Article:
Among the many features that Kotlin brings to us to improve and facilitate our life while programming there are the Sealed Classes¹. These, combined with other features such as Smart Casting and When Expressions, will lead to a new and safer way to model our applications.
Sealed Classes are said to be "Enum Types on steroids": they both are restricted hierarchies, they both represent a set, they both are types, and they both can contain associated data, but… the first ones:
- cannot be instantiated directly because they are
abstract(and therefore, they can have both abstract and non abstract methods and fields)
- can have subclasses and these can have multiples instances² which can contain their own state
- the type of such associated data may be different (see the example below)
Sealed Classes make our intentions clear (and their use also makes our code look cleaner)
Limitation (if we can call it that): subclasses must be declared in the same Kotlin file as the Sealed Class itself.
When Expression is the best partner for Sealed Classes. Using it as an expression makes it exhaustive: we will have to handle each and every one of its subclasses (or use an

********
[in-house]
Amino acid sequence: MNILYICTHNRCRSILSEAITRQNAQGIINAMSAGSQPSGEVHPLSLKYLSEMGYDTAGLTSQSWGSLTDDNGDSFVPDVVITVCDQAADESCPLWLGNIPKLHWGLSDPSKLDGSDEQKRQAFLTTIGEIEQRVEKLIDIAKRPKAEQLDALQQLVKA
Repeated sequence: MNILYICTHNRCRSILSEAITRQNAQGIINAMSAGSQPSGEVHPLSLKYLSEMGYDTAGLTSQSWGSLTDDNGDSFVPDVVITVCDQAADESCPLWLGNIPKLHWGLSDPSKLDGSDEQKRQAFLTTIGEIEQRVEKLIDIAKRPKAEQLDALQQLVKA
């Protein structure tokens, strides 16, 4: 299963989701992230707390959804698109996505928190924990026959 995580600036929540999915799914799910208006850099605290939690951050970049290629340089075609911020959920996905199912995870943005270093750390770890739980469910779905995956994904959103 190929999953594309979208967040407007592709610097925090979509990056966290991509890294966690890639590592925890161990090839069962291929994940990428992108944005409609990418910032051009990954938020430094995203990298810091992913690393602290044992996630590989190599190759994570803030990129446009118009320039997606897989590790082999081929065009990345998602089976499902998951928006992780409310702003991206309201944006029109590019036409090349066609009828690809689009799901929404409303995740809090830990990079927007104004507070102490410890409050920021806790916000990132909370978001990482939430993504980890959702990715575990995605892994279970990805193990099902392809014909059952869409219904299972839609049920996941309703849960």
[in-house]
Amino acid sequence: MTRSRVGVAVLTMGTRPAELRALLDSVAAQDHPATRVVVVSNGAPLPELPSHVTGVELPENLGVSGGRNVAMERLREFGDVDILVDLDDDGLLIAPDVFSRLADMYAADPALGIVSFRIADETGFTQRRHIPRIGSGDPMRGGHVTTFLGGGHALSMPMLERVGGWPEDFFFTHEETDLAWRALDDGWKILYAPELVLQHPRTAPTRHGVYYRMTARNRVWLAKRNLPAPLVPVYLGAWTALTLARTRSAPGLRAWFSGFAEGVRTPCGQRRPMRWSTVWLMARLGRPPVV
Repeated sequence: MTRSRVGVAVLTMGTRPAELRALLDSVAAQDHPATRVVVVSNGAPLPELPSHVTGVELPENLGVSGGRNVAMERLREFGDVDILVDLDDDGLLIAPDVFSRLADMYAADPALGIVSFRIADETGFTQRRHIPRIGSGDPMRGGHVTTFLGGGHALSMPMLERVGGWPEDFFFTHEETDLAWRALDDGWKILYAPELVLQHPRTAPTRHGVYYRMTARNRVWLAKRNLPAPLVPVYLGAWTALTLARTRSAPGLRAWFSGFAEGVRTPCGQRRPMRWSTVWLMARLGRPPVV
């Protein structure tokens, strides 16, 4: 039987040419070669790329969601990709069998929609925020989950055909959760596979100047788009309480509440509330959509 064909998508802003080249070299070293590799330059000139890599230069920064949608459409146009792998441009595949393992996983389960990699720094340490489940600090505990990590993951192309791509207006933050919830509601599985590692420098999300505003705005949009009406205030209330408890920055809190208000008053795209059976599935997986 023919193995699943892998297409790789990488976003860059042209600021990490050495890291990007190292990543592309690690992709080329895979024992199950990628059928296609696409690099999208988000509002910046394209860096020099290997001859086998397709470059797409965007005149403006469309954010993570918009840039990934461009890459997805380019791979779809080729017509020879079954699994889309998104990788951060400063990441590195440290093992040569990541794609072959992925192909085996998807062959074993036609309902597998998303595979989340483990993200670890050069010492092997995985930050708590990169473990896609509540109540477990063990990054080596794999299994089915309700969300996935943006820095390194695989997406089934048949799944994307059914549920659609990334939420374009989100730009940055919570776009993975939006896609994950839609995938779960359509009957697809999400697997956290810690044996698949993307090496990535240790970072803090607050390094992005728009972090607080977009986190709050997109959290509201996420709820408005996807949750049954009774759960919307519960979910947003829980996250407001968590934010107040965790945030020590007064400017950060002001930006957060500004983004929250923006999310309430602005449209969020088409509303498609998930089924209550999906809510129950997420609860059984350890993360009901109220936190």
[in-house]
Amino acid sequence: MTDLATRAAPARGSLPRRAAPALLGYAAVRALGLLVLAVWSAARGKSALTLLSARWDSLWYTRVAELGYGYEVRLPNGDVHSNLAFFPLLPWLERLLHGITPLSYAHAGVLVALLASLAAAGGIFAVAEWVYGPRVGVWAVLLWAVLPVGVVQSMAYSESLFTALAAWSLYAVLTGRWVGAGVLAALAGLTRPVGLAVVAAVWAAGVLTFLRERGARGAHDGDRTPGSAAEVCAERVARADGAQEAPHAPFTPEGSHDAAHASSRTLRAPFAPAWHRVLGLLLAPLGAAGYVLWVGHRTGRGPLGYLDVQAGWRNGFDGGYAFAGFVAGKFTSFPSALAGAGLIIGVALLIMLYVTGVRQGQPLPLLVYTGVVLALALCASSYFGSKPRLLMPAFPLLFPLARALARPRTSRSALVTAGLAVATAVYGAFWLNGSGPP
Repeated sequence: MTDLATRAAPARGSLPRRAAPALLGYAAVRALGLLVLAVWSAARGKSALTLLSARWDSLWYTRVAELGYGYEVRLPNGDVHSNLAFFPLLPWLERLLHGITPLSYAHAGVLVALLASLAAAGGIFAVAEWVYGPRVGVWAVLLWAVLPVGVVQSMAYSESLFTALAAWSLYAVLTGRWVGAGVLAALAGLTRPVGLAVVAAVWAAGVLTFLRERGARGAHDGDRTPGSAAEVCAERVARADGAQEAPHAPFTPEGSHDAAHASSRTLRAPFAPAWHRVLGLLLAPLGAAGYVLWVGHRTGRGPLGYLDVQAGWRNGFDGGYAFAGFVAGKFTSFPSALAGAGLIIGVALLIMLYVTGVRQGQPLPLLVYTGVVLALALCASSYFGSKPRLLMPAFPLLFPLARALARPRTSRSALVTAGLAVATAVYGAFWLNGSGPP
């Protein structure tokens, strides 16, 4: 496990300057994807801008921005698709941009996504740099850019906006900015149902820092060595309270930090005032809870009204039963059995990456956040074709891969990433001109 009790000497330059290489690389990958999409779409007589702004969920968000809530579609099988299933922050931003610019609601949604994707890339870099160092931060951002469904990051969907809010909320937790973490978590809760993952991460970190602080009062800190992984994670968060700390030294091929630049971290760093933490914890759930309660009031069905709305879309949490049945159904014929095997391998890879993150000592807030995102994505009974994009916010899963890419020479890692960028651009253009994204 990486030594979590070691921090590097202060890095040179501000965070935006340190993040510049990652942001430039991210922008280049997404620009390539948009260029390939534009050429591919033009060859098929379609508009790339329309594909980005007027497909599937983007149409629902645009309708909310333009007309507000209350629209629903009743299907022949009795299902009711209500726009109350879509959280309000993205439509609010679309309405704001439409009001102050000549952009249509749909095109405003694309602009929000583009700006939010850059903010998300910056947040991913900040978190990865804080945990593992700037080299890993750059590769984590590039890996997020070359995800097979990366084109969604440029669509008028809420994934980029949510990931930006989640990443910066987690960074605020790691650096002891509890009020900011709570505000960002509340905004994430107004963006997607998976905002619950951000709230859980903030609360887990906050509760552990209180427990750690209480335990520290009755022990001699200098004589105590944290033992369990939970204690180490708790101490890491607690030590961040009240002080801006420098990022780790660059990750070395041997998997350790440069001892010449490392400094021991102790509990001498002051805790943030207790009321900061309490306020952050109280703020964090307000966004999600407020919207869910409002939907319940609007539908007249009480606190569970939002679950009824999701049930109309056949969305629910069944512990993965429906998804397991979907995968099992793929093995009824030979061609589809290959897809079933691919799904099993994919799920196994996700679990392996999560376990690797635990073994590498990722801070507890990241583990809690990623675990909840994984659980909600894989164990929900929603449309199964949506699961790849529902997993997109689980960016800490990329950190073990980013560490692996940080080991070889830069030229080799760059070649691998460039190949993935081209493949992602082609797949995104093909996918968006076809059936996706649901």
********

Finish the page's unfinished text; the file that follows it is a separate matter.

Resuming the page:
else clause in the worst case scenario 😞 ) or Kotlin’s compiler will complaint. This means that if we add a new subclass in the future, it will have to be handled as well.
Going even further, thanks to the Kotlin’s Smart Casting feature, each subclass will be casted inside its
is own clause, allowing us to access safely to its specific fields (saying goodbye to possible
ClassCastException exceptions 🏆).
Of course, we can. In fact, we MUST do it 😉
Using Mockito as mocking framework for unit tests in Kotlin has some issues with the Kotlin’s Null-Safety feature because some of its matchers return Nulls, so we’ll have to use Mockito-Kotlin library which among other things solves these issues.
The concept of the Sealed Classes is very simple but it’s the basis of a lot of new ideas and workflows. Please, feel free to let me know how you use them and why by leaving a comment below or tweet me over on @hector6872.
This article was originally published on Medium